"Coined in 2010, the term Sustainable Service Delivery was introduced by the Province to integrate financial accountability, infrastructure sustainability and service delivery. While the BC Framework was only launched in early 2015, it has garnered both national and international attention. Other provinces, as well as the Federation of Canadian Municipalities, are integrating the BC Framework into their respective work," wrote Glen Brown.
Provincial programs provide direction as to where the Province wants to go with Living Water Smart and the Green Communities Initiative. “At the end of the day, planners and engineers and other disciplines must come together to determine the issues and solutions. No statute will help them do that. Living Water Smart is about motivating and inspiring everyone to embrace shared responsibility," stated Lynn Kriwoken.
“I see my years of chairing the Green Infrastructure Partnership as helping to get the ball rolling and ideas disseminated, on green infrastructure, all of which has subsequently been taken up by others to a much greater degree of implementation and success. Our efforts a decade ago moved the state of-the-art of green infrastructure to a more mainstream level," said Paul Ham.
"By serving as a communication vehicle to share information and experiences, we believe Water Bucket is helping to effect changes on the ground in water and land development practices in British Columbia," stated Mike Tanner.
“This article makes important comparisons between stormwater management in the US and Canada. Although both are moving toward greater use of green infrastructure, the differences in approach are significant.... and practitioners in the US can learn a great deal from BC's approach,” stated Janice Kaspersen.
"Green Infrastructure (GI) is necessary for water quality and stream health, and enhances community resiliency and environmental protection. In addition to these benefits, GI reduces government expenditures and protects existing investments in flood control. However, to be effective, GI must be implemented at the watershed level and communities must realize that they will all benefit from each other’s investments," explains Dan Medina.
The City of North Vancouver’s Rain Garden Program is a foundation piece for a long-term vision for restoring watershed health in a fully urbanized city. “A single rain garden will not make a material difference. But 1000s of rain gardens would be a different story. Restoring stream health requires a long-term commitment over decades by the community, successive Councils and City staff. We can turn the situation around over time," says Mayor Darrell Mussatto.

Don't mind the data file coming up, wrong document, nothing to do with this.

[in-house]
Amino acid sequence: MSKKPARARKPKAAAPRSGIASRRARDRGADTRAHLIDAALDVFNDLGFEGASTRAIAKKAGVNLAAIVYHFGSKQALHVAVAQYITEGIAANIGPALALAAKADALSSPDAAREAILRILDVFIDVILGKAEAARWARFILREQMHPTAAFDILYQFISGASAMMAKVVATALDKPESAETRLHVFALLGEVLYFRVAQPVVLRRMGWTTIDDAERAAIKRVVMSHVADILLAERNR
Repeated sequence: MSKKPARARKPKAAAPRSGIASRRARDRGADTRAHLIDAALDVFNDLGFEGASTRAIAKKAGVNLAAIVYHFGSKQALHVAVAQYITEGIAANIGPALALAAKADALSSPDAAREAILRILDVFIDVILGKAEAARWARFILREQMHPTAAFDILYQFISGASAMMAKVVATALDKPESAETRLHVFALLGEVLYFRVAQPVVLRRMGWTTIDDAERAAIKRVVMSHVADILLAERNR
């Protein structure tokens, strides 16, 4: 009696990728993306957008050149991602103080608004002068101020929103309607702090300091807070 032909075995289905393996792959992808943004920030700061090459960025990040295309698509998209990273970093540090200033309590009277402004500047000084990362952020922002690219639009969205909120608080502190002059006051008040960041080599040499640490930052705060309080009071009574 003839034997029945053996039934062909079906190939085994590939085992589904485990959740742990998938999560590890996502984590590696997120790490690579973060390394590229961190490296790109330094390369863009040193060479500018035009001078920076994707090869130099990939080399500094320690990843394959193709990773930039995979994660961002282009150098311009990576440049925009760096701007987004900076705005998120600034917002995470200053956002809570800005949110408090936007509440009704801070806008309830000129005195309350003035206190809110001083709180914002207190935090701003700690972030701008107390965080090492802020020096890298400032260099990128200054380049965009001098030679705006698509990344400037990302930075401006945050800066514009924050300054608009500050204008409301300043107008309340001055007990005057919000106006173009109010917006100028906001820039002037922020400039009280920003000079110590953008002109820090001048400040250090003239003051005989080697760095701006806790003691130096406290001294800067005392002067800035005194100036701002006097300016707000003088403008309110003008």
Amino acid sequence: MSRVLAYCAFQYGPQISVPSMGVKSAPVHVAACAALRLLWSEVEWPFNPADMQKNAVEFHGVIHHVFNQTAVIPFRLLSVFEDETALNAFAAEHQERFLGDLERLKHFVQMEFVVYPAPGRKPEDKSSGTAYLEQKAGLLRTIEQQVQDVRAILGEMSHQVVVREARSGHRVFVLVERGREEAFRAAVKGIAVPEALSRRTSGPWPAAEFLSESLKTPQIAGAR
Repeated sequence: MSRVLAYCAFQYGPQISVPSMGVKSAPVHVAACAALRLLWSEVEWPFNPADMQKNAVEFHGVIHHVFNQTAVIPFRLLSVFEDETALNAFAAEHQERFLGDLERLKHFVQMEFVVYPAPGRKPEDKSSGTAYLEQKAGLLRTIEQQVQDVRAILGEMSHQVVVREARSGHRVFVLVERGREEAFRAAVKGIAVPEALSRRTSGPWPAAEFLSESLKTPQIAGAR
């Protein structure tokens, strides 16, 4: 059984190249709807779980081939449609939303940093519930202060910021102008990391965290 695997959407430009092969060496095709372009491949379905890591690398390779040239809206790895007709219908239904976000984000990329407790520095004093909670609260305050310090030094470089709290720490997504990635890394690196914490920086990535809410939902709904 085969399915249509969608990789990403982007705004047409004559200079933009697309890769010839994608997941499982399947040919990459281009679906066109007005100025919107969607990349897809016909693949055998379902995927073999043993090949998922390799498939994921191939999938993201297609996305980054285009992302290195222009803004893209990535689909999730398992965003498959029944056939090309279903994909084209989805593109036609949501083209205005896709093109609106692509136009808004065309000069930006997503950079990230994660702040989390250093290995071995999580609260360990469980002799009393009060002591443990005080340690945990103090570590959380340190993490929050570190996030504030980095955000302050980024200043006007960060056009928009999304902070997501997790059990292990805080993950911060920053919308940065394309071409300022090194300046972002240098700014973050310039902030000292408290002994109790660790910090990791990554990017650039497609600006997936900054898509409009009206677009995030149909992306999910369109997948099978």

“The Ministry of Environment appreciates that the Partnership for Water Sustainability in BC embraces shared responsibility for the Water Sustainability Action Plan. The next phase of the Georgia Basin Inter-Regional Education Initiative through 2017 will add to 'Asset Management for Sustainable Service Delivery: A BC Framework' and integrate watershed systems thinking and adaptation to a changing climate into asset management," wrote Wes Shoemaker.
“DRainscapes” is a three-minute animation that explains the link between a single yard and the watershed system. "Finding ways to share the tools of our profession with wide audiences is increasingly necessary. It defines our ability to quickly adapt to our increasingly erratic environment, as citizens and cities implement the tools we have created to mitigate the impacts of development and climate change," states Daniel Roehr.
Tim Pringle coined the phrase ecological accounting protocol to make clear the distinction vis-à-vis ecological economics. “The purpose of the proposed accounting protocol is to enable comparison of engineered infrastructure to natural systems by means of common units of measurement and value,” states Tim Pringle. The need for measurement and valuation is paramount."
“Implementation of asset management along with the associated evolution of local government thinking is a continuous process, not a discrete task. We needed a way to illustrate this diagrammatically, and thus communicate, what the journey by a local government to the eventual Sustainable Service Delivery destination would look like. This led us to the concept of a continuum,” stated Glen Brown. "Over time they can achieve the goal of sustainable service delivery for watershed systems."
At the World Forum held in Scotland last November, Emanuel Machado shared the story of the Town of Gibsons Eco-Asset Strategy with an international audience. “After two exciting days, I walked away with a sense that we in Canada, and BC in particular, are heading in the right direction and, perhaps, even leading in some ways. In terms of how best to address natural capital in the context of cities and urban areas, Canada is ahead of the game.”
“Salmon-Safe is now active across the entire Pacific Northwest region with more than 38,000 hectares of urban and agricultural land certified from Northern California to British Columbia. Following introduction to BC in 2011, Salmon-Safe has certified more than 45 agricultural properties and recently in 2015 certified the first urban site in BC – the Mountain Equipment Co-Op (MEC) Head Office in Vancouver,” stated Naomi Robert.
"Proactive recognition of the risks we face offers Canadians the opportunity to direct policies and investment in ways that support a more resilient future... we can draw upon a variety of tools located at different levels of government and authority," says Mike Harcourt. "Ingenuity in how we fund and incentivize resilient, green infrastructure development is essential, starting now. Part of adapting to climate change means adjusting the way governments make decisions, and create policies."